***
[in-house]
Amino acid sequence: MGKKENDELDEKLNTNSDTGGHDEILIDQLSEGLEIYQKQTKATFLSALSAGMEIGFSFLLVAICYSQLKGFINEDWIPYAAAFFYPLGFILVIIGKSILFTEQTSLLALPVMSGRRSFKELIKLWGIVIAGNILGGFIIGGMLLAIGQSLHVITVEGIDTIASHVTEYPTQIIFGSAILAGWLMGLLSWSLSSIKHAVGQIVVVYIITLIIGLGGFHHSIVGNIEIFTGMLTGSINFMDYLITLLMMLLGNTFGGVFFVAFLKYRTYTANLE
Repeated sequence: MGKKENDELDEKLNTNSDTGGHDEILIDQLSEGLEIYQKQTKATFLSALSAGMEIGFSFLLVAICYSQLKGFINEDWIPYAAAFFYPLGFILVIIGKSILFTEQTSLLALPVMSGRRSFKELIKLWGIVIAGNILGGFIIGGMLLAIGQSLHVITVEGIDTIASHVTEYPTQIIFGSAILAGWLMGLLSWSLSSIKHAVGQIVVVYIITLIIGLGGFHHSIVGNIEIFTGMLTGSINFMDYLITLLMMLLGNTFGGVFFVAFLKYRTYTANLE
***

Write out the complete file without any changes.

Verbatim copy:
[in-house]
Amino acid sequence: MGKKENDELDEKLNTNSDTGGHDEILIDQLSEGLEIYQKQTKATFLSALSAGMEIGFSFLLVAICYSQLKGFINEDWIPYAAAFFYPLGFILVIIGKSILFTEQTSLLALPVMSGRRSFKELIKLWGIVIAGNILGGFIIGGMLLAIGQSLHVITVEGIDTIASHVTEYPTQIIFGSAILAGWLMGLLSWSLSSIKHAVGQIVVVYIITLIIGLGGFHHSIVGNIEIFTGMLTGSINFMDYLITLLMMLLGNTFGGVFFVAFLKYRTYTANLE
Repeated sequence: MGKKENDELDEKLNTNSDTGGHDEILIDQLSEGLEIYQKQTKATFLSALSAGMEIGFSFLLVAICYSQLKGFINEDWIPYAAAFFYPLGFILVIIGKSILFTEQTSLLALPVMSGRRSFKELIKLWGIVIAGNILGGFIIGGMLLAIGQSLHVITVEGIDTIASHVTEYPTQIIFGSAILAGWLMGLLSWSLSSIKHAVGQIVVVYIITLIIGLGGFHHSIVGNIEIFTGMLTGSINFMDYLITLLMMLLGNTFGGVFFVAFLKYRTYTANLE